Understanding Spring Security – Part 3 – Method Security

by | Jul 27, 2012 | Content Security, Webapps | 1 comment

Since version 2.0, Spring Security has improved support significantly for adding security to various service layer methods. Method Security, in nature, is slightly more complicated than the simple allow or deny system seen in URL Based Spring Security. This security method allows you to supplement the traditional Spring beans application context syntax with elements from traditional XML schema.

In Spring Security, it is possible to secure individual methods for authentication. In order to use method security, the following lines need to be added to the files specified:

In security.xml

<global-method-security pre-post-annotations="enabled"/>

The above line activates method security using pre and post annotations throughout your application. The next step to securing your methods is to add annotations like the one below for each of your methods:


The above annotation is added before the method declaration in the interface for the method that you want to secure. The role names should start with “ROLE_” prefix in order for spring security to detect them as being roles. It is possible to configure this prefix if needed.

The other available method security annotations are:

@PreAuthorize("hasPermission(#item, 'admin')")   
public void addPermission(Item item,…);

In the above example, the #item refers to the argument “item”, and evaluates whether the user has the permission ‘admin’ to this particular item.

Spring Security has the following five built in permissions:
It is possible to create custom permissions, which may be numbered up to 32.

The hasPermission evaluator can be configured to use a custom permission evaluator by adding an expression handler to the global-method-security tag. The expression handler has a property named “permissionEvaluator” which refers to our custom permission evaluator. The custom permission evaluator has access to the authentication object, through which we can get the user details of the current user, as well as the target Domain Object. The target domain object is the one for which the permission is being evaluated. This gives us a high degree of flexibility to evaluate the permission using the properties of either of those objects.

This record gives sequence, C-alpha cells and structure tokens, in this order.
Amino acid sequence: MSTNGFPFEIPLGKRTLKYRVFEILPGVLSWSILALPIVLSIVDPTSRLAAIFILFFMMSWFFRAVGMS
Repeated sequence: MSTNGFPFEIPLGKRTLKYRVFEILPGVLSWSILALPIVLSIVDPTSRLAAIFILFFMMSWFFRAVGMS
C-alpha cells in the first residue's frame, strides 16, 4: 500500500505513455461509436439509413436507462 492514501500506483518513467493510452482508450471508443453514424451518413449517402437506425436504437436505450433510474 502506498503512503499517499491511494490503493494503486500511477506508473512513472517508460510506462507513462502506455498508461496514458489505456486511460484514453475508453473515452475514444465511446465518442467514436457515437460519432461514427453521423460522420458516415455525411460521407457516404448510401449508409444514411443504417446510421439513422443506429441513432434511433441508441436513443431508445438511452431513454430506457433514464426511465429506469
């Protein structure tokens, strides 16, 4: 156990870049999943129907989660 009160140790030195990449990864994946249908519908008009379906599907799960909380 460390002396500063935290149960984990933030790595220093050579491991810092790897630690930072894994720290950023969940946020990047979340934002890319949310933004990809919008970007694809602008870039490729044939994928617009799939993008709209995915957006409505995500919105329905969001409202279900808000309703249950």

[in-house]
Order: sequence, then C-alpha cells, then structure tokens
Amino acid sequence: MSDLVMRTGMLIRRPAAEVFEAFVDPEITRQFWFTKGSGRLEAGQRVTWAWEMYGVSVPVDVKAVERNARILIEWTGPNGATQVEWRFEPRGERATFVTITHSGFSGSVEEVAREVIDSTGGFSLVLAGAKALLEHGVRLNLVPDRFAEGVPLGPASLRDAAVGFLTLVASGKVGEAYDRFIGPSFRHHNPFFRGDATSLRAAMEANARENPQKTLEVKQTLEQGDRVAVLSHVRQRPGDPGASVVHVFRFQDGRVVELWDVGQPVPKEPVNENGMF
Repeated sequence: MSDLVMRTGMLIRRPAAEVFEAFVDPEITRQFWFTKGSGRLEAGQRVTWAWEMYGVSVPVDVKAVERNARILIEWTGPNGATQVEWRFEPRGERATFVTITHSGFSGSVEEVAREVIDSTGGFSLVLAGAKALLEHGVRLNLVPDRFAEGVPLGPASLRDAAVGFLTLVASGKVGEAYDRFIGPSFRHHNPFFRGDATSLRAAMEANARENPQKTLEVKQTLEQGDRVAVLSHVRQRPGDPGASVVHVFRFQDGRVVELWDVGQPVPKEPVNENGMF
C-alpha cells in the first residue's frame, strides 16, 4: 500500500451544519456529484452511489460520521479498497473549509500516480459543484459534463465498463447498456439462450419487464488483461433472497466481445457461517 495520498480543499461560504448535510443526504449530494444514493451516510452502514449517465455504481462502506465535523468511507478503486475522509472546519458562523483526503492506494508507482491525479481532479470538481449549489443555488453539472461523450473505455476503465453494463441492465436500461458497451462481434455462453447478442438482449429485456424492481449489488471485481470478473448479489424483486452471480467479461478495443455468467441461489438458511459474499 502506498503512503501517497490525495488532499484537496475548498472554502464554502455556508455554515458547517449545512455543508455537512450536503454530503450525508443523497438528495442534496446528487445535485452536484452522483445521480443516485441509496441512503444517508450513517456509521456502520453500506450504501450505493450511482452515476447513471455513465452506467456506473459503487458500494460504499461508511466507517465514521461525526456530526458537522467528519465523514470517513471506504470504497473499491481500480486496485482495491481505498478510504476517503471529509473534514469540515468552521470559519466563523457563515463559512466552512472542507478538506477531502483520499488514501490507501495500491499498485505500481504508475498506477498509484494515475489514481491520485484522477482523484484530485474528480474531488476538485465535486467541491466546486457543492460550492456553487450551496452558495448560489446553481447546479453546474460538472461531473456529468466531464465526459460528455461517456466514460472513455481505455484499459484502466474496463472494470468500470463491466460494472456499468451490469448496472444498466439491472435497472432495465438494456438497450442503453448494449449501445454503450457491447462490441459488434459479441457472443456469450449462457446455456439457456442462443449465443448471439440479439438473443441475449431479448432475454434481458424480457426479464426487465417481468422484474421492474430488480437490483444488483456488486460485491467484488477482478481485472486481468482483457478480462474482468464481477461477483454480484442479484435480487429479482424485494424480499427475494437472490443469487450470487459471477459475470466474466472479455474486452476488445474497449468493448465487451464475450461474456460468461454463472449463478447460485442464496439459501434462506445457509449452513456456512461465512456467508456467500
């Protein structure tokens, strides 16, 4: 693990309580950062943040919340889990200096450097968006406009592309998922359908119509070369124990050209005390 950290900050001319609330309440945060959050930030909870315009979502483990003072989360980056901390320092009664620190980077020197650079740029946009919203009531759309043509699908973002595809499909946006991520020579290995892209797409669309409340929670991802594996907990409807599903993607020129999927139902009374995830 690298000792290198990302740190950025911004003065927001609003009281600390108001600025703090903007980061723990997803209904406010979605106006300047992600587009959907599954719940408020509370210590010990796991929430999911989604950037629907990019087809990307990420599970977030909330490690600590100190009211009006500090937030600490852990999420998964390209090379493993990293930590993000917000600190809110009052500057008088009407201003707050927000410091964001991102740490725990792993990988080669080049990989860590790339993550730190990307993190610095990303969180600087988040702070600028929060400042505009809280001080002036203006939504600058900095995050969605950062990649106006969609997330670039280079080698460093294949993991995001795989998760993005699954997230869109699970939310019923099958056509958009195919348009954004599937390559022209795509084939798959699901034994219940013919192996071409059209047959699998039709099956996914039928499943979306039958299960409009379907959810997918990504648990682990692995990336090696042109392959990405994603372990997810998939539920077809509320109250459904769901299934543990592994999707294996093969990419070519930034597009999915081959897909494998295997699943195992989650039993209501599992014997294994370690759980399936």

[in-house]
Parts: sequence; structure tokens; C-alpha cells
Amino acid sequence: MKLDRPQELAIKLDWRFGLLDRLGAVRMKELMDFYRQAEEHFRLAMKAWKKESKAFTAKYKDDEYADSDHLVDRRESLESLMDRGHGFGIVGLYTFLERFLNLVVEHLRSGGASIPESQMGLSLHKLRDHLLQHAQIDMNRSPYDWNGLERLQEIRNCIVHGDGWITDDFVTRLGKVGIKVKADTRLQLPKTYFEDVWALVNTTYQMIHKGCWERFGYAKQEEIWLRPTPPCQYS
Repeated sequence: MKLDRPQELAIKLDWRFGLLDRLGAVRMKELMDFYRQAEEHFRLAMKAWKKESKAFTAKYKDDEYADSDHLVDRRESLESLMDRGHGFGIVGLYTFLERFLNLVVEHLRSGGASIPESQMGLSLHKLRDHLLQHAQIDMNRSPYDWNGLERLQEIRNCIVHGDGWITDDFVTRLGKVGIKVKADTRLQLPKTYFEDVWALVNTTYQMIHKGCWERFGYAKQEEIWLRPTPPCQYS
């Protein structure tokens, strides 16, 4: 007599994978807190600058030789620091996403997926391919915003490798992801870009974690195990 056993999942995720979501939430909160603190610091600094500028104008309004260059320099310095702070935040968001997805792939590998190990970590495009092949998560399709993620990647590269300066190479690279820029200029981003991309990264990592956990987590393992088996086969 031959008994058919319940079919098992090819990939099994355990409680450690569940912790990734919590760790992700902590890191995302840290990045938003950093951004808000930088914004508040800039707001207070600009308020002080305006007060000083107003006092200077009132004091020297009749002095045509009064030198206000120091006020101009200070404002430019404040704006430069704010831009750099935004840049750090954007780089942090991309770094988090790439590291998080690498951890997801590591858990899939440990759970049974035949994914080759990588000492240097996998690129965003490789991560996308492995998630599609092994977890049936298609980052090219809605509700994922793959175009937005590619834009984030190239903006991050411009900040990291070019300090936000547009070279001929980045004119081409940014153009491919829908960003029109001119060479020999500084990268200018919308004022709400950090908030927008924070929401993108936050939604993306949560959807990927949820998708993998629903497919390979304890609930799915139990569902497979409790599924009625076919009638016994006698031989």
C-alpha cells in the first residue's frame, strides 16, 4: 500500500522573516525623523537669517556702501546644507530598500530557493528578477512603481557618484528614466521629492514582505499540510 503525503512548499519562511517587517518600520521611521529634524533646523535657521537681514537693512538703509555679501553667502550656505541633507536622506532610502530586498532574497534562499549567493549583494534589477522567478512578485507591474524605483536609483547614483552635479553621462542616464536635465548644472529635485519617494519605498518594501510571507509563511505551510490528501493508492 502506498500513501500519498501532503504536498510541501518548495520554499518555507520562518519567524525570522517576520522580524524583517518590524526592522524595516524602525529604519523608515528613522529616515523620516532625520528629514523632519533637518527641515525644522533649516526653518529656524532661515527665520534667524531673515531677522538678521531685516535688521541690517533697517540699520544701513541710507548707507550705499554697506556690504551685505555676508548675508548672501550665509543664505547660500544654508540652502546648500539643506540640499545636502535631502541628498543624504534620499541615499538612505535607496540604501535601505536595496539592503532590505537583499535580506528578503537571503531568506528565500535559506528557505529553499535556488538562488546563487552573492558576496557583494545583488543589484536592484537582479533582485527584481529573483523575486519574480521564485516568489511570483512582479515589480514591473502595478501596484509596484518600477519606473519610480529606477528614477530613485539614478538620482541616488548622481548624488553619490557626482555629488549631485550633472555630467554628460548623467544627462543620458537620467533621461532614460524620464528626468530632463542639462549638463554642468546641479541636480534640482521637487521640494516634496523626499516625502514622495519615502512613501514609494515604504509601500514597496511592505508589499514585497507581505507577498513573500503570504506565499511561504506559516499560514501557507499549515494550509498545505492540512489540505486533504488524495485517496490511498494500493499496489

There are other annotation options as listed below:

@PreAuthorize(" ==")   
public void myMethod(Item item);

** “authentication” is a built in expression for Authentication in the security context.

@PostFilter("hasPermission(filterObject, 'read') or hasPermission(filterObject, 'admin')")   
public List<Contact> getAll();

PostFilters filters the returned collection and filters the list by removing each ‘filterObject” to which the current user does not have ‘read’ permissions.

Another way to protect the methods is to use protect-pointcut.

		<protect-pointcut expression="execution(* com.mycompany.*Service.*(..))"
			access="ROLE_USER" />

This protects all the methods that match the expression provided and only users with the role specified in the access property are allowed access to them.


According to the reference documentation, The SecurityContextHolder is the most fundamental object in Spring Security. It holds the user details in the Authentication object. A user is considered authenticated when the SecurityContextHolder contains a fully populated Authentication object.

The following code from the reference docs shows how to query the Authentication object:

	Object principal = SecurityContextHolder.getContext().getAuthentication().getPrincipal();

	if (principal instanceof UserDetails) {
		String username = ((UserDetails) principal).getUsername();
	} else {
		String username = principal.toString();

The principal object returned above can be cast into a UserDetails object. This UserDetails object can then be cast into the application specific user object. The following method in the UserDetailsService accepts a string based username argument and returns a UserDetails object:

UserDetails loadUserByUsername(String username) throws UsernameNotFoundException;

JdbcDaoImpl and InMemoryDaoImpl are some of the implentations of the UserDetailsService interface provided by Spring Security. UserDetailsService is just that – it provides user details but does not authenticate a user.

The AuthenticationManager inserts GrantedAuthority objects into the Authentication object to be read by the AccessDecisionManager. The AccessDecisionManager makes the final access control decision based on the AccessDecisionVoter responses. Each AccessDecisionManager polls one or more AccessDecisionVoters specified in the security.xml config file. It passes all the arguments to all the voters. For each argument, each voter has only three options (int) to return – ACCESS_GRANTED, ACCESS_DENIED or ACCESS_ABSTAIN. A voter returns ACCESS_ABSTAIN when the config attriute it is asked to vote on does not apply. For example, if a RoleVoter is asked to vote on anything other than the role of a user, it will return ACCESS_ABSTAIN.

The following AccessDecisionManagers are available:
•AffirmativeBased (Any yes)
•ConsensusBased (Simple Majority yes, property to decide what to do if all decisions abstain)
•UnanimousBased (All yes or abstain).

The following voters are provided by Spring Security:
•RoleVoter (Votes only whether the user has a specified Role.)
•AuthenticatedVoter (Checks whether the user is anonymous, fully-authenticated or remember-me authenticated)

It is also possible to create custom voters.


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1 Comment

  1. arin

    Thanks. Nice informative article. I have one question related to IMO Spring.Is this frequently used nowadays?


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